Zimbabwe African National Union – Ndonga

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Zimbabwe African National Union – Ndonga
Abbreviation ZANU–Ndonga
Leader Denford Musiyarira
Founder(s) Ndabaningi Sithole
Herbert Chitepo
Founded 1975; 43 years ago (1975)
Political position Centre-right
International affiliation None
Colours                    
Green, yellow, red, black
Party flag
Flag of ZANU-PF.svg

Zimbabwe African National Union – Ndonga (ZANU–Ndonga; formerly officially ZANU and unofficially ZANU Mwenje or ZANU Sithole[1]) is a minor political party in Zimbabwe. Its members were originally part of Zimbabwe African National Union, but split with what would become ZANU–PF over tribal tensions. A portion of the party reunified with ZANU-PF in 2015.

History[edit]

The Zimbabwe African National Union was a political party during the Rhodesian Bush War, formed as a split from the Zimbabwe African Peoples Union. Its founders were the Reverend Ndabaningi Sithole and Herbert Chitepo, who were dissatisfied with the militant tactics of Nkomo in ZAPU.

After Chitepo's assassination on 18 March 1975, Robert Mugabe, in Mozambique at the time, unilaterally assumed control of ZANU. Later that year there was a factional split along tribal lines caused the Ndebele to follow Sithole into the moderate ZANU–Ndonga party, who renounced violent struggle, while the Shona followed Mugabe with a more militant agenda.

Sithole joined a transitional government of whites and blacks in 1979, led by Bishop Abel Muzorewa. When sanctions remained in place, he joined Muzorewa for the Lancaster House Agreement in London, where a new constitution and elections were prepared. ZANU–Ndonga failed to win any seats in independent elections that swept Mugabe under the ZANU flag to power in 1980.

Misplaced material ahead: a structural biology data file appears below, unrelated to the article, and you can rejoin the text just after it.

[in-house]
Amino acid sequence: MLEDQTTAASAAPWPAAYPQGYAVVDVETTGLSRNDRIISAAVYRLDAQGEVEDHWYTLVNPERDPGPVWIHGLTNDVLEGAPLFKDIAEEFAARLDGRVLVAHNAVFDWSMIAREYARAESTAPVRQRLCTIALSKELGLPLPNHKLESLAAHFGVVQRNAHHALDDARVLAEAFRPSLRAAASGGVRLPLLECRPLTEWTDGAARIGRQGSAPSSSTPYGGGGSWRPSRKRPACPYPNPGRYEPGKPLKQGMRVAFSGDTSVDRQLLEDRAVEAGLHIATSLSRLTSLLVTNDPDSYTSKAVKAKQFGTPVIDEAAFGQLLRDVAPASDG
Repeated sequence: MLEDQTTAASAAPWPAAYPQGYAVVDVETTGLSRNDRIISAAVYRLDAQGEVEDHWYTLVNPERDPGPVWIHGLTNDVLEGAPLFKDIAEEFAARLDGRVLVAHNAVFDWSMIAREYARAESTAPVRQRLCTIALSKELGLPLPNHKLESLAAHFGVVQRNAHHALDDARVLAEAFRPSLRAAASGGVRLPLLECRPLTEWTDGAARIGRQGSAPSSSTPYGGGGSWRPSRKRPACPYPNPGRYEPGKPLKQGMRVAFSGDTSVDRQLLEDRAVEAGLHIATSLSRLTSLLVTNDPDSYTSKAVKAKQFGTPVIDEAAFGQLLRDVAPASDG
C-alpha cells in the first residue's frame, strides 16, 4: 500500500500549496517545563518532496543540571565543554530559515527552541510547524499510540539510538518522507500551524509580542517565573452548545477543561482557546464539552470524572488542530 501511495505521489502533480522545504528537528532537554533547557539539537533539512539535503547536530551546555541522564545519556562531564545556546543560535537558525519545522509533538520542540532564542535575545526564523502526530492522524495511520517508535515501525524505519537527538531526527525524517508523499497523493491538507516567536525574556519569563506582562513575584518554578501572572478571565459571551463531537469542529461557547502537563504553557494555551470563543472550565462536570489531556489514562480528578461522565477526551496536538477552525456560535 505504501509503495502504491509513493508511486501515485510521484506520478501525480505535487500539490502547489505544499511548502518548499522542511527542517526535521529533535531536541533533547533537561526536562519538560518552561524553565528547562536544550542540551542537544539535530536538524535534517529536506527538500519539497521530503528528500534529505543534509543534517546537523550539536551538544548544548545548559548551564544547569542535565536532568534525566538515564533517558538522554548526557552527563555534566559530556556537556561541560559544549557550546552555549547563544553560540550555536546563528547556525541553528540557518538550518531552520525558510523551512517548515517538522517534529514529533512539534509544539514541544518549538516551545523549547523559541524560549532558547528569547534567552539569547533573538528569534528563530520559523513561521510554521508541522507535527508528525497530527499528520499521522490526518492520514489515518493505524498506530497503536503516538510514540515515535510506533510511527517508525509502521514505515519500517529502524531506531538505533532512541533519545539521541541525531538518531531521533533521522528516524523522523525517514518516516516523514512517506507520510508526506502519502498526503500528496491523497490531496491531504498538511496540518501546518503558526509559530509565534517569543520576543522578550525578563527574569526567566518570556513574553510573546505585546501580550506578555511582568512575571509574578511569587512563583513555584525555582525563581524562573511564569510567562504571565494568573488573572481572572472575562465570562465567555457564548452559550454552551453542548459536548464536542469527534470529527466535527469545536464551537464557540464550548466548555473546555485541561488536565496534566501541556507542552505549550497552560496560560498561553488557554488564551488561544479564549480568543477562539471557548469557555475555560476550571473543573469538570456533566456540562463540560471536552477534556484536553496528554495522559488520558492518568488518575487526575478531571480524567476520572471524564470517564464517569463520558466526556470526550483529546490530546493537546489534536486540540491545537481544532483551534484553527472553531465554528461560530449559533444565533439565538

Declaring that his life was in danger from political enemies, Sithole went into self-imposed exile in the United States city of Silver Spring, Maryland, in 1983, returning to Zimbabwe nine years later to re-enter the political arena.

Sithole was elected a lawmaker for his tribal stronghold of Chipinge in southeastern Zimbabwe in 1995, as was a colleague. In December 1997 he was tried and convicted for conspiring to kill Mugabe and disqualified from attending the Harare parliament. He was granted the right to appeal, but no appeal was filed.

Sithole again won the Chipinge seat in June 2000, as ZANU–Ndonga's only representative. Sithole died on 12 December 2000, aged 80, in Philadelphia, after going there for medical treatment.

ZANU–Ndonga's candidate, Wilson Kumbula, won 1.0% in the March 2002 presidential election. After the parliamentary election held on 31 March 2005, the party remained without parliamentary representation.

Along with three other minor opposition parties, ZANU–Ndonga was a member of the Zimbabwe Organisation of Opposition Political Parties.[2]

In 2015, some leaders of ZANU–Ndonga reunified with ZANU–PF, and called for supporters to "leave the opposition" and join the newly unified party.[3]

References[edit]

  1. ^ Shadur, Mark A. (1994). Labour relations in a developing country: a case study on Zimbabwe. Avebury. pp. ?? fn.2. ISBN 9781856289023. The parenthetical extension "Sithole", or "Mwenje", is often added to avoid confusion with ZANU (PF); however, the correct name is ZANU. "Mwenje" means light or torch, the symbol of ZANU. ; Chung, Fay (2006). Re-living the Second Chimurenga: Memories from the Liberation Struggle in Zimbabwe. African Books Collective. p. 165. ISBN 9781779220462. Retrieved 20 November 2017. 
  2. ^ Zimbabwean Parties in Alliance Against American-British Sanctions
  3. ^ eDuzeNet. "'Zanu-PF, Ndonga re-unification real'". Bulawayo24 News. Retrieved 2017-11-20. 

External links[edit]

President: Gondai Paul Vutuza Predesecor: Wilson Kumbula